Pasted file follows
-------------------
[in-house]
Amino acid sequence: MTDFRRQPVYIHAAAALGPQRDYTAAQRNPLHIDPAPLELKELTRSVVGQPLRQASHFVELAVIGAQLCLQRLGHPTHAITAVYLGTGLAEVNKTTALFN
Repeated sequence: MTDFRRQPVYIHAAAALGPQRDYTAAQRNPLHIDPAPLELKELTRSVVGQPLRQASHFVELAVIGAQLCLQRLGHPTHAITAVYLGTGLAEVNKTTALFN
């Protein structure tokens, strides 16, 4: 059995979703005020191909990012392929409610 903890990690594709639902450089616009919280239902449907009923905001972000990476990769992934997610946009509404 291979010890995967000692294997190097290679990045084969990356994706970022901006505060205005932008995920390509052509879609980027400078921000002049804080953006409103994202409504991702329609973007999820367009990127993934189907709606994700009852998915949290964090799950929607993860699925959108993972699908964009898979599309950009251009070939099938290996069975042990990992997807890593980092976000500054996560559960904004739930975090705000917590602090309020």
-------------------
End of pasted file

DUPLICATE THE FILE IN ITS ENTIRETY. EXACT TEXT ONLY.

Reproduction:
[in-house]
Amino acid sequence: MTDFRRQPVYIHAAAALGPQRDYTAAQRNPLHIDPAPLELKELTRSVVGQPLRQASHFVELAVIGAQLCLQRLGHPTHAITAVYLGTGLAEVNKTTALFN
Repeated sequence: MTDFRRQPVYIHAAAALGPQRDYTAAQRNPLHIDPAPLELKELTRSVVGQPLRQASHFVELAVIGAQLCLQRLGHPTHAITAVYLGTGLAEVNKTTALFN
């Protein structure tokens, strides 16, 4: 059995979703005020191909990012392929409610 903890990690594709639902450089616009919280239902449907009923905001972000990476990769992934997610946009509404 291979010890995967000692294997190097290679990045084969990356994706970022901006505060205005932008995920390509052509879609980027400078921000002049804080953006409103994202409504991702329609973007999820367009990127993934189907709606994700009852998915949290964090799950929607993860699925959108993972699908964009898979599309950009251009070939099938290996069975042990990992997807890593980092976000500054996560559960904004739930975090705000917590602090309020």